A124358b
So I was at a public beach bathroom that was pretty gross - my wrapped tampon fell on the wet floor near the door of the stall. I debated using it for a little then decided to pick it up (the outer wrapper was slightly wet from where it hit the ground) and open it. The inside applicator looked untouched/dry so I used it because my flow was super heavy and I didn’t have anything else. Now I totally regret this decision.

What if something from the gross floor like blood from the person right before me did get on the applicator and then I used it. Would I be at risk? Would a minute be enough time for the virus to be inactive in the water/whatever was on the floor? 

I went to see my Primary care and she said I shouldn’t worry, but I can’t help it. Do you agree that this is a no risk situation? Do I need to get tested? I’m married with children and have no other reason to get tested other than for this incident.  Help please, my anxiety is through the roof 🙁 

Thanks for taking the time to help address my fears. I appreciate it! 
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helpline-volunteer
Hi there,

Thank you for your inquiry. From what we gather from the question, you were asking about the risk of HIV transmission after using a tampon that had come in contact with the floor of a public washroom. Based on the information provided, this scenario is determined to be of No Risk (transmission of HIV is not possible in the given scenario).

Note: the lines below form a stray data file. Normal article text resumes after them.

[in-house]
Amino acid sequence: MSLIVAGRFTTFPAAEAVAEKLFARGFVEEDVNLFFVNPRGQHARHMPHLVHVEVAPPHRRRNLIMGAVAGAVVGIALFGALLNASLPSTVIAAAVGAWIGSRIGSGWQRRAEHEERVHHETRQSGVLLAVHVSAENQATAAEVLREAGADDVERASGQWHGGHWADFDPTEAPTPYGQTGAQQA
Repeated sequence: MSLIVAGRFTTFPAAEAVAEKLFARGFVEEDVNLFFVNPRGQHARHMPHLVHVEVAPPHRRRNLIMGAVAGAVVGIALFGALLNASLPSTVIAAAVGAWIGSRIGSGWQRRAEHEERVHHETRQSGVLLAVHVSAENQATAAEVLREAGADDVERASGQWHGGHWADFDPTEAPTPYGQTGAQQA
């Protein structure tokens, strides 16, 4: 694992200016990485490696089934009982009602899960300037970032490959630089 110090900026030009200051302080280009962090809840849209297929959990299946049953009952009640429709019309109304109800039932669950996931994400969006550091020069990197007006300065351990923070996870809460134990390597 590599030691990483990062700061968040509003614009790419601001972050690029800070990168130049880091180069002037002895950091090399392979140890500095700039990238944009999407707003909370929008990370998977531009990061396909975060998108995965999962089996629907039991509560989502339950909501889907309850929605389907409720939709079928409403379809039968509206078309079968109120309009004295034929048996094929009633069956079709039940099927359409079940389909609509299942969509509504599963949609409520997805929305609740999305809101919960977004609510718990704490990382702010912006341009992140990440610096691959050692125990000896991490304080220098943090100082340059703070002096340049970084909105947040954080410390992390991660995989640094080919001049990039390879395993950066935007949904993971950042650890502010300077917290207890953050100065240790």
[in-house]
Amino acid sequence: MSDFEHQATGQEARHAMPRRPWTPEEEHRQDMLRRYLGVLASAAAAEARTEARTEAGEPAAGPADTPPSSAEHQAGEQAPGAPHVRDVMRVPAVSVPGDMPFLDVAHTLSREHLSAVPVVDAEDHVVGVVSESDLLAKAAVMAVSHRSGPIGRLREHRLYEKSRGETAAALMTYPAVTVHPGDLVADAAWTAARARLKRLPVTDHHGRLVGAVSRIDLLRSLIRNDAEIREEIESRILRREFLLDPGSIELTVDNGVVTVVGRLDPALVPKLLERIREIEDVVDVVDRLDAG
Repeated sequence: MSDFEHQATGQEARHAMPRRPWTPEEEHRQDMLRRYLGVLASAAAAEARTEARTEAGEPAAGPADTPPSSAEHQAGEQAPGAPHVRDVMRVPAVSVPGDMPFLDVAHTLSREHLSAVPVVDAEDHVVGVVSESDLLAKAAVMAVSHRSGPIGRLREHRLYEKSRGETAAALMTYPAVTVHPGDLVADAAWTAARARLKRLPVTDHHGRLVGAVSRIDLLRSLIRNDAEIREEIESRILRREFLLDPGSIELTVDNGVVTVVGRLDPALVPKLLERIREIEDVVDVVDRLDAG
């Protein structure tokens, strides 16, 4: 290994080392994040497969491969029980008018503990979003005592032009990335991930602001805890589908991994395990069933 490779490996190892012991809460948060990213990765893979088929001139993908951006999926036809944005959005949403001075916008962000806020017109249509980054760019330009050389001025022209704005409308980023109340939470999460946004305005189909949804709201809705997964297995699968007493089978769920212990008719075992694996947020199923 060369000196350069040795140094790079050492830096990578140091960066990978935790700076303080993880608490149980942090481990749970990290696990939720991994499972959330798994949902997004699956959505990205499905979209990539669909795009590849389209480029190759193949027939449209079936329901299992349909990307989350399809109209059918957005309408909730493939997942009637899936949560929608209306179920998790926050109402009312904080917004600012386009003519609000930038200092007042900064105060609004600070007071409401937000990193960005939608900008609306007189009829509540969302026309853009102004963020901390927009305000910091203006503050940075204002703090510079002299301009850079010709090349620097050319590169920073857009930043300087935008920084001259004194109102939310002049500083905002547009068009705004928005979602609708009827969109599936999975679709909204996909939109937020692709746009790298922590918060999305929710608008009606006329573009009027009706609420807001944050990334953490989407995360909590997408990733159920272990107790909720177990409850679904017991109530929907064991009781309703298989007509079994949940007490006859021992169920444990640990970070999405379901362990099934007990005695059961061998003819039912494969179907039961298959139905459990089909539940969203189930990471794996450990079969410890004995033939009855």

In order for transmission to occur, a number of requirements must be met (see below). 

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HIV transmission requires the presence of HIV positive fluid (such as blood, semen, vaginal fluid, pre-cum, rectal fluid, breastmilk, etc), coupled with a High, Low, or Negligible Risk activity, that provides the virus direct access to the bloodstream. 

The activity you described above is of No Risk as the transmission equation is not satisfied. This is because "HIV does not survive long outside the human body (such as on surfaces), and it cannot reproduce outside a human host" (1). Once exposed to oxygen,  HIV undergoes a rapid reduction in concentration. Therefore, in the event that there was any HIV positive fluid present on the floor, the virus would be rendered inactive following exposure to oxygen, making it intransmissible. 

Recommendation: No need for HIV test with the scenario provided, refer to a healthcare professional for other health related questions.

Regards,
AIDS Vancouver Helpline/Online, Ashley 

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Additional Resources:
HIV inactive CDC (1)
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